Zero base is a GTD term for having fully processed collection buckets with no items remaining. An effective norm for getting back to zero base is every 24 to 48 hours.
One of the first problems I encountered after quitting my last day job to work at home was letting my in-basket and email inbox accumulate for up to four days without processing it. Part of that slowdown had to do with my own laziness, but as a freelance writer, there’s far less input to deal with than typical office work. At the day job, I didn’t have the option of allowing my email and intray to build up for several days, since there would have been negative consequences.
As soon as I made it a rule to never go to sleep without getting to zero base, I found that the rest of my workflow sped up dramatically. Why the difference?
What zero base is and isn’t
Zero base doesn’t mean that every incoming item is done; only that it’s processed. Once your inbox is empty (I’ll use “inbox” to represent all collection buckets, physical and digital), you know that you’ve:
- Completed any two-minute items
- Filed any general reference material
- Delegated some items to the appropriate party
- Deferred some items on your calendar or tickler file
- Deleted anything not worth keeping
- Queued any longer-than-two-minute reading
Longer-than-two-minute reading would include any items in your @Action email folder/label, items in a general Read/Review or Action Support physical folder, or content in a project-labeled support folder (e.g. Office Renovation). As you’re processing each item, once you’ve determined that something will take more than two minutes to read, you deliberately file it electronically or physically to avoid getting lured into one task that might divert you from completing the processing your collection buckets down to zero. This is the inverse of the Two Minute Rule.
Once you’re at zero base, you’ve figured out precisely what to do next on everything that you could possibly be doing. There’s no more guesswork involved. You still have to read your longer emails, but you’ve at least scanned them during processing to have an idea of which ones are a priority. By contrast, when you have a pile of unprocessed paperwork and email, there’s no way to know if you might be missing anything important or urgent. It’s always better to know what you’re not doing than wonder what you’re not doing.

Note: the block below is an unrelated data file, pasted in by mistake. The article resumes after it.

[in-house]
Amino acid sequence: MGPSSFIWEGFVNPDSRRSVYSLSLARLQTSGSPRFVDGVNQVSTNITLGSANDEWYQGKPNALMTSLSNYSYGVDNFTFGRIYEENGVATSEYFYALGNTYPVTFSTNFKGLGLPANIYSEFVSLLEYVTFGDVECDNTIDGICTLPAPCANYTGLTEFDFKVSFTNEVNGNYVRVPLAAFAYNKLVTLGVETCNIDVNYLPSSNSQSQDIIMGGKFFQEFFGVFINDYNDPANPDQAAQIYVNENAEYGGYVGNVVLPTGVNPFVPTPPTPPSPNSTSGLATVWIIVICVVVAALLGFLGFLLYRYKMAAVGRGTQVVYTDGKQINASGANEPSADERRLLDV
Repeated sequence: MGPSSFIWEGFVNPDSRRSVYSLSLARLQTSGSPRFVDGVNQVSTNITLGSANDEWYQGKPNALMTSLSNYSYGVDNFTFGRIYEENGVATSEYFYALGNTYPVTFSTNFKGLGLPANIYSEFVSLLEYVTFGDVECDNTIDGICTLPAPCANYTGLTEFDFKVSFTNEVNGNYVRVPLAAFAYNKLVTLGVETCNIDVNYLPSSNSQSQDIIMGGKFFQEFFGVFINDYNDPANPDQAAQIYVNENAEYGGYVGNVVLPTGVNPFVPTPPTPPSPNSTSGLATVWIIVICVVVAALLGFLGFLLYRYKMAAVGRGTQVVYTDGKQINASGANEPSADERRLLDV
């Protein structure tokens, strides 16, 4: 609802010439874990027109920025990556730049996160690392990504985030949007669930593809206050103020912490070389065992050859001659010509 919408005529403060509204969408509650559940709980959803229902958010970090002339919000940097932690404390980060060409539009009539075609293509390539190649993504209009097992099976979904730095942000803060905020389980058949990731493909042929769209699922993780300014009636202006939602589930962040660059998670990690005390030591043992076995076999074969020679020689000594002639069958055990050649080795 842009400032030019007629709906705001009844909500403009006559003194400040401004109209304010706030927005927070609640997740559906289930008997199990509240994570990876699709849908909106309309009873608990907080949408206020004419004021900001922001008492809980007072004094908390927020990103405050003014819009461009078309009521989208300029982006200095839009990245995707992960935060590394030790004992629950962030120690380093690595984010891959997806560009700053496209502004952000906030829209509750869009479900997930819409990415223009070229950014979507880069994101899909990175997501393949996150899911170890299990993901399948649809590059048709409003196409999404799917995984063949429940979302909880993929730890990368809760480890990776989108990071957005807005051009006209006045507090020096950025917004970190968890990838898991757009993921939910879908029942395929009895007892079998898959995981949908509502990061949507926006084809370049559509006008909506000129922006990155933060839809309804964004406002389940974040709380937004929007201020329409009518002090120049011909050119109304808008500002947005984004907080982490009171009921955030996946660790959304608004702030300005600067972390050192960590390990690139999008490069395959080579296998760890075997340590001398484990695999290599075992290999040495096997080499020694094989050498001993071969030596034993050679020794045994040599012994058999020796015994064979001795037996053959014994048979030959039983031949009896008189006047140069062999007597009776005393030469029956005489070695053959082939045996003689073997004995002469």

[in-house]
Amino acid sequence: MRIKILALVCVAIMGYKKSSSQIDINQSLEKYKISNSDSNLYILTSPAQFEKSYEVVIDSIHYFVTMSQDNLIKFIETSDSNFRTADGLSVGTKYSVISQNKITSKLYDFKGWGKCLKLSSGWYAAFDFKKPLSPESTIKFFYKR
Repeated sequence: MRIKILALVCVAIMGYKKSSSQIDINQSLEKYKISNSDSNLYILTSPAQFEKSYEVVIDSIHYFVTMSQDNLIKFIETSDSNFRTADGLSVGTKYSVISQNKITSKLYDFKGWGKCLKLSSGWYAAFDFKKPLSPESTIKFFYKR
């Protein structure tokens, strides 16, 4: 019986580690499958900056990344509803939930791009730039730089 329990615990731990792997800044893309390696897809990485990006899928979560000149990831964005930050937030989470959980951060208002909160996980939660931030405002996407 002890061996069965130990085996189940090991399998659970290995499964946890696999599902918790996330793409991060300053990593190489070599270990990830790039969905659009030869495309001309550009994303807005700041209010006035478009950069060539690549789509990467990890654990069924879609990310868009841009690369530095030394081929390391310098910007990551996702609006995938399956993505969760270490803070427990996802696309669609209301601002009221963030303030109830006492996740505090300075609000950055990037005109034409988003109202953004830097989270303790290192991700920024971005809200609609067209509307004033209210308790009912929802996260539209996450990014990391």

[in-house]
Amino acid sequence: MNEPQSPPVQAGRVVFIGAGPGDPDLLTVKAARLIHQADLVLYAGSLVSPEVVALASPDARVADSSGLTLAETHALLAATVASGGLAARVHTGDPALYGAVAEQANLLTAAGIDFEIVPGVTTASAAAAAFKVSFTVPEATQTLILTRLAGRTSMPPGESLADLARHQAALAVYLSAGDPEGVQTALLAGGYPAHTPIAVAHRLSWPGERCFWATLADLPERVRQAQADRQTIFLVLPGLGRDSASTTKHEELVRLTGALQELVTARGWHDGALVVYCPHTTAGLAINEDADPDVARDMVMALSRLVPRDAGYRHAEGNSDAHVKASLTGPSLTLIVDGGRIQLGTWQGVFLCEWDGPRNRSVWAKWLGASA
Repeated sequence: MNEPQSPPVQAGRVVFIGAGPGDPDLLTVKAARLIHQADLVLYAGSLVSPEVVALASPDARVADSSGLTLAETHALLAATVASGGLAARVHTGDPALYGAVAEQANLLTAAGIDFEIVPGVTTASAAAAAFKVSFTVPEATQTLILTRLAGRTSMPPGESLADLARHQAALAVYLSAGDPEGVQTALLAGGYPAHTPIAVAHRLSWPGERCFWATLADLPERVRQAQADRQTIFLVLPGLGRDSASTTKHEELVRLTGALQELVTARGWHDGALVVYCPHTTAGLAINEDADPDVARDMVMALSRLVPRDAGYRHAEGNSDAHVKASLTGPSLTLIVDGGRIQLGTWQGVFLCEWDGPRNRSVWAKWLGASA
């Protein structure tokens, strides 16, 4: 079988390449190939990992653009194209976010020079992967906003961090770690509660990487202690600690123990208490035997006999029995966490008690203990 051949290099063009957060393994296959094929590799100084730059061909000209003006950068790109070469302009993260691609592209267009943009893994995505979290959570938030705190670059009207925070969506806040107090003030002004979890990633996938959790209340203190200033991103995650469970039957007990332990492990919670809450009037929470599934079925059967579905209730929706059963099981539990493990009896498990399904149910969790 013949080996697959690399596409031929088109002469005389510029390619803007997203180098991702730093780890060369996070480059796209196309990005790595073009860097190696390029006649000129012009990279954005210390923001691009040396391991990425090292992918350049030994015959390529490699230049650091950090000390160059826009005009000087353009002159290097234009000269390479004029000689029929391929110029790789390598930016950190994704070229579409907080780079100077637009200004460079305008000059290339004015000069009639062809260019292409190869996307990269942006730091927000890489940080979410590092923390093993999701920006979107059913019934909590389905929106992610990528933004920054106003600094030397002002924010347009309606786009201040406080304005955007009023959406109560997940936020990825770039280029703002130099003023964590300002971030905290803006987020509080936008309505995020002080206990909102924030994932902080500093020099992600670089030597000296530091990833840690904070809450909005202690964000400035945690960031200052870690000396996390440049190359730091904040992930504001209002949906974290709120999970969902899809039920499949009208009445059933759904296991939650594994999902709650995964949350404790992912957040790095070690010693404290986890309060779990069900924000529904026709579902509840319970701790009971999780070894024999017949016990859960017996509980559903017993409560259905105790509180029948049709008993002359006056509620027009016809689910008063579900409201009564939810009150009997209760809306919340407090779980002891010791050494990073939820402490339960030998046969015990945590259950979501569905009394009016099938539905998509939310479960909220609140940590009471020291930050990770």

Eliminating a primary bottleneck
If the GTD five-phase workflow of collect-process-organize-review-do is seen in a “theory of constraints” fashion, any deficiency in one phase reduces the entire throughput of the system. You can’t process something you haven’t collected yet, you can’t review something you haven’t processed into your task management system, and so on.
Most of the phases are fairly mechanical, but processing — determining what to do next with what you’ve collect — requires serious cognitive effort. Maintaining empty inbox is the first reality check for ensuring regular throughput. As David Allen once told Merlin Mann, “If you’ve got anything in a ‘huh’ stack, you’re procrastinating.” In other words piles are a good indicator that a person’s workflow is backed up unnecessarily.
When I mentioned resolving never going to sleep being getting to zero base, that doesn’t mean I checked my email before going to sleep. It means that the last time my email was downloaded, I processed it to zero before shutting down my email client. For this to be effective, manual downloading is a must. Real-time notifications and scheduled downloads are a treadmill to nowhere.
Once you see an empty inbox and keep it empty until you’re ready to process again at your discretion, you no longer scramble your brains re-sorting which items need special attention and which ones don’t. You no longer have to split your attention between answering your current email and emergency scanning, because you’ve already looked at everything you’ve processed at least once.
A note on emergency scanning
Processing an inbox is done sequentially, one item at a time, typically taking between 30 and 90 minutes in the morning, and less time throughout the day once the morning bulk has been processed. If things have accumulated to the point where a potentially urgent item might be sitting in the pile, it’s best to do an emergency scan of the whole pile prior to formally processing it. You’re not doing two minute items, extracting next actions, or anything other than sifting through your paperwork and email headers to see if anything mission critical needs immediate attention. If you need to do an emergency scan, go ahead and get it out of the way so that you don’t interrupt yourself in the middle of processing.
(Photo credit: Jose C Silva)